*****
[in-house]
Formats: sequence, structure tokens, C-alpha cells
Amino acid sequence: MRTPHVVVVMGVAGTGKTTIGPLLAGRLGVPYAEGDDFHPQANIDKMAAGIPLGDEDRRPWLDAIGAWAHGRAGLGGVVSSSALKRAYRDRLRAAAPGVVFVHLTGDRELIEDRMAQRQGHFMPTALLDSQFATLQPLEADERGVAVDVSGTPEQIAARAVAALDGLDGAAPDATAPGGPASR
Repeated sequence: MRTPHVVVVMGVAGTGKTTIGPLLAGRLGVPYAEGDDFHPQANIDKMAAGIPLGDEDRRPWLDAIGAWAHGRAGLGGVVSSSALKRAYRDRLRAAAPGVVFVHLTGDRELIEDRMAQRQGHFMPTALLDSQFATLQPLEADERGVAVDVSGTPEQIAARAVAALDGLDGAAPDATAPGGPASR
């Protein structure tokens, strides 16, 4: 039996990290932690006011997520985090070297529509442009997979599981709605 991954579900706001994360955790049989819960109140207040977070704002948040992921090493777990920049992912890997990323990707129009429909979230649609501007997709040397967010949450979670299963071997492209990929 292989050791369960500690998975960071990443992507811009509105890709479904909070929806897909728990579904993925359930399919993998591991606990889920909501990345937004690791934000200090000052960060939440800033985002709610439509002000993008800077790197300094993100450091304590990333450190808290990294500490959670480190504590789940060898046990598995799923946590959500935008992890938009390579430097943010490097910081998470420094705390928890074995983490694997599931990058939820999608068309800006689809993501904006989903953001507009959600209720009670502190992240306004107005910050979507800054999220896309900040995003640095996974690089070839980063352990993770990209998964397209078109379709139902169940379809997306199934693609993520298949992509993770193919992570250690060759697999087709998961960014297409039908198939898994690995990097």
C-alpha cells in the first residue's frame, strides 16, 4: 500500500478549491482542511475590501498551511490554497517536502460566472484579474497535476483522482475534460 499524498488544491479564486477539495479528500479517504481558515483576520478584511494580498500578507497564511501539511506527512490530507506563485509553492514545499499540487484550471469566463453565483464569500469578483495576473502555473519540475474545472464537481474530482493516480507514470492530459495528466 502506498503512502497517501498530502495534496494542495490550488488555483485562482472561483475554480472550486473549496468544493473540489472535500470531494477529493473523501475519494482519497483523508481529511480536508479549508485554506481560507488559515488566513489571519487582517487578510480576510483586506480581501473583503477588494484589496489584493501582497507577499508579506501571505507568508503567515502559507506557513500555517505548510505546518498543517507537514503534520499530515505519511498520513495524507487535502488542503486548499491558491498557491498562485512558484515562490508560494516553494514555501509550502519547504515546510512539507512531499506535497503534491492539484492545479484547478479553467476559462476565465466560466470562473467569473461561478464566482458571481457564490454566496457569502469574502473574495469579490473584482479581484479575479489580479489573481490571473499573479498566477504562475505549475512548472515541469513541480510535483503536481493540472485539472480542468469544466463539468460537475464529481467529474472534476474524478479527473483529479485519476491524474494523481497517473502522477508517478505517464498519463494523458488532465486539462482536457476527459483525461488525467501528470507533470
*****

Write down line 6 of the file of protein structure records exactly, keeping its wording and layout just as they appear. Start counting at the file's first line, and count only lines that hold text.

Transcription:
C-alpha cells in the first residue's frame, strides 16, 4: 500500500478549491482542511475590501498551511490554497517536502460566472484579474497535476483522482475534460 499524498488544491479564486477539495479528500479517504481558515483576520478584511494580498500578507497564511501539511506527512490530507506563485509553492514545499499540487484550471469566463453565483464569500469578483495576473502555473519540475474545472464537481474530482493516480507514470492530459495528466 502506498503512502497517501498530502495534496494542495490550488488555483485562482472561483475554480472550486473549496468544493473540489472535500470531494477529493473523501475519494482519497483523508481529511480536508479549508485554506481560507488559515488566513489571519487582517487578510480576510483586506480581501473583503477588494484589496489584493501582497507577499508579506501571505507568508503567515502559507506557513500555517505548510505546518498543517507537514503534520499530515505519511498520513495524507487535502488542503486548499491558491498557491498562485512558484515562490508560494516553494514555501509550502519547504515546510512539507512531499506535497503534491492539484492545479484547478479553467476559462476565465466560466470562473467569473461561478464566482458571481457564490454566496457569502469574502473574495469579490473584482479581484479575479489580479489573481490571473499573479498566477504562475505549475512548472515541469513541480510535483503536481493540472485539472480542468469544466463539468460537475464529481467529474472534476474524478479527473483529479485519476491524474494523481497517473502522477508517478505517464498519463494523458488532465486539462482536457476527459483525461488525467501528470507533470